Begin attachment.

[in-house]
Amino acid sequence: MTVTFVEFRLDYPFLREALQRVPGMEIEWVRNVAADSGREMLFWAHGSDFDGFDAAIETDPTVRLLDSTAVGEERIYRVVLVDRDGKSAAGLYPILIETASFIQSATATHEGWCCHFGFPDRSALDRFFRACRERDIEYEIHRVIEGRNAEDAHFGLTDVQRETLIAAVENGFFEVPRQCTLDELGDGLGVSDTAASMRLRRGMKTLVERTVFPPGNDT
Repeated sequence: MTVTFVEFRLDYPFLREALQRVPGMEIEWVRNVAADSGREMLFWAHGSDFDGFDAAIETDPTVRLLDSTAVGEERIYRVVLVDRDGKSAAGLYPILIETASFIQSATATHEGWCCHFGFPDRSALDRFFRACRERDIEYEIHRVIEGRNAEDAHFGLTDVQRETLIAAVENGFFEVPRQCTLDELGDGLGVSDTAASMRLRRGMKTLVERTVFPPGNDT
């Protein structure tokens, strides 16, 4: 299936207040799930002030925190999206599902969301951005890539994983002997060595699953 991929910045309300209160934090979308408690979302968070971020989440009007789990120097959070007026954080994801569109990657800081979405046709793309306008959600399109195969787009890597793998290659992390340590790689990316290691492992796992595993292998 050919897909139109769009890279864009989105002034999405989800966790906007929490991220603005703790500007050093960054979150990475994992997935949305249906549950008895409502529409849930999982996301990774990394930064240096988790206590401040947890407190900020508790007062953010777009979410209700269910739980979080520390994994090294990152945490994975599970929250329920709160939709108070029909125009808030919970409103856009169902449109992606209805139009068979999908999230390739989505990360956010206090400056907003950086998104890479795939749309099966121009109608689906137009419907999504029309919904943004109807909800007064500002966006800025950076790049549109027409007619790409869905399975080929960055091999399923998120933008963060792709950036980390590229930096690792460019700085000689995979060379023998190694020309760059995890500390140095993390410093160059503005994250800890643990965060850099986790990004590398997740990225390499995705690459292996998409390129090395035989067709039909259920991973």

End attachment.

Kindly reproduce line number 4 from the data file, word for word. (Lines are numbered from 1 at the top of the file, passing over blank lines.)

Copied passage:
């Protein structure tokens, strides 16, 4: 299936207040799930002030925190999206599902969301951005890539994983002997060595699953 991929910045309300209160934090979308408690979302968070971020989440009007789990120097959070007026954080994801569109990657800081979405046709793309306008959600399109195969787009890597793998290659992390340590790689990316290691492992796992595993292998 050919897909139109769009890279864009989105002034999405989800966790906007929490991220603005703790500007050093960054979150990475994992997935949305249906549950008895409502529409849930999982996301990774990394930064240096988790206590401040947890407190900020508790007062953010777009979410209700269910739980979080520390994994090294990152945490994975599970929250329920709160939709108070029909125009808030919970409103856009169902449109992606209805139009068979999908999230390739989505990360956010206090400056907003950086998104890479795939749309099966121009109608689906137009419907999504029309919904943004109807909800007064500002966006800025950076790049549109027409007619790409869905399975080929960055091999399923998120933008963060792709950036980390590229930096690792460019700085000689995979060379023998190694020309760059995890500390140095993390410093160059503005994250800890643990965060850099986790990004590398997740990225390499995705690459292996998409390129090395035989067709039909259920991973």